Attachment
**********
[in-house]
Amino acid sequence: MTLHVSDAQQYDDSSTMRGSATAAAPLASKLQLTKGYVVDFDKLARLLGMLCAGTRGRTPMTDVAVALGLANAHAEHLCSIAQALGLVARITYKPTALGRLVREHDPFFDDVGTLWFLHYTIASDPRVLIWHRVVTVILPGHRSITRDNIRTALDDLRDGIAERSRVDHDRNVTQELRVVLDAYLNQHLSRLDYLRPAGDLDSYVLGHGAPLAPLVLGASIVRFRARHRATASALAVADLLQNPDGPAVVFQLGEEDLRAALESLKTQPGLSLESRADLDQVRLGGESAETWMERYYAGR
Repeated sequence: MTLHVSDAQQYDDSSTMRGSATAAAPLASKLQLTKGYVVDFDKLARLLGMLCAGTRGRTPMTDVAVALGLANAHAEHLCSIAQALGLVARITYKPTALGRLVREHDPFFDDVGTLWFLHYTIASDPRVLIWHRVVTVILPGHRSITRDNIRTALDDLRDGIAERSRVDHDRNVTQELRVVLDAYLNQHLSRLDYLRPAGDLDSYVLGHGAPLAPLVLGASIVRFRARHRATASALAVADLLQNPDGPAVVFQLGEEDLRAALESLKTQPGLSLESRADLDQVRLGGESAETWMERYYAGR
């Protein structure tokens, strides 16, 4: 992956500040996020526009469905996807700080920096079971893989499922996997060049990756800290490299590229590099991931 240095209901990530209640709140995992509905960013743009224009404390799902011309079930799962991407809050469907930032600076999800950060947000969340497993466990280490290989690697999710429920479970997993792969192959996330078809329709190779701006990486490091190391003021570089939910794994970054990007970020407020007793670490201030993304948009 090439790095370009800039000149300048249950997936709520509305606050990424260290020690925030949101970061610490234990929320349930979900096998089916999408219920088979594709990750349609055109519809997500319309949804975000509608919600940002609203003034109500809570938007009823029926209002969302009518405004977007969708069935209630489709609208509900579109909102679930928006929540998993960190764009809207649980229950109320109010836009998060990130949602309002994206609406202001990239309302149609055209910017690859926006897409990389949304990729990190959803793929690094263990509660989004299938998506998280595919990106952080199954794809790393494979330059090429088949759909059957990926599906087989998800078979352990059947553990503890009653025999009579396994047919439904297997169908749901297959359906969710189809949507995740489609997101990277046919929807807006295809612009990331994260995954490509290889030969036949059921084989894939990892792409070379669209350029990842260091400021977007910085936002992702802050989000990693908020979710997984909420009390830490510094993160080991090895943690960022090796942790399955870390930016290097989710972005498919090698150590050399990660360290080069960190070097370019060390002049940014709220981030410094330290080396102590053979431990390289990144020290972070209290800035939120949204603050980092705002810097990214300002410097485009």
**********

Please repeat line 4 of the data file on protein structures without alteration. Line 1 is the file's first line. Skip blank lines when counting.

């Protein structure tokens, strides 16, 4: 992956500040996020526009469905996807700080920096079971893989499922996997060049990756800290490299590229590099991931 240095209901990530209640709140995992509905960013743009224009404390799902011309079930799962991407809050469907930032600076999800950060947000969340497993466990280490290989690697999710429920479970997993792969192959996330078809329709190779701006990486490091190391003021570089939910794994970054990007970020407020007793670490201030993304948009 090439790095370009800039000149300048249950997936709520509305606050990424260290020690925030949101970061610490234990929320349930979900096998089916999408219920088979594709990750349609055109519809997500319309949804975000509608919600940002609203003034109500809570938007009823029926209002969302009518405004977007969708069935209630489709609208509900579109909102679930928006929540998993960190764009809207649980229950109320109010836009998060990130949602309002994206609406202001990239309302149609055209910017690859926006897409990389949304990729990190959803793929690094263990509660989004299938998506998280595919990106952080199954794809790393494979330059090429088949759909059957990926599906087989998800078979352990059947553990503890009653025999009579396994047919439904297997169908749901297959359906969710189809949507995740489609997101990277046919929807807006295809612009990331994260995954490509290889030969036949059921084989894939990892792409070379669209350029990842260091400021977007910085936002992702802050989000990693908020979710997984909420009390830490510094993160080991090895943690960022090796942790399955870390930016290097989710972005498919090698150590050399990660360290080069960190070097370019060390002049940014709220981030410094330290080396102590053979431990390289990144020290972070209290800035939120949204603050980092705002810097990214300002410097485009």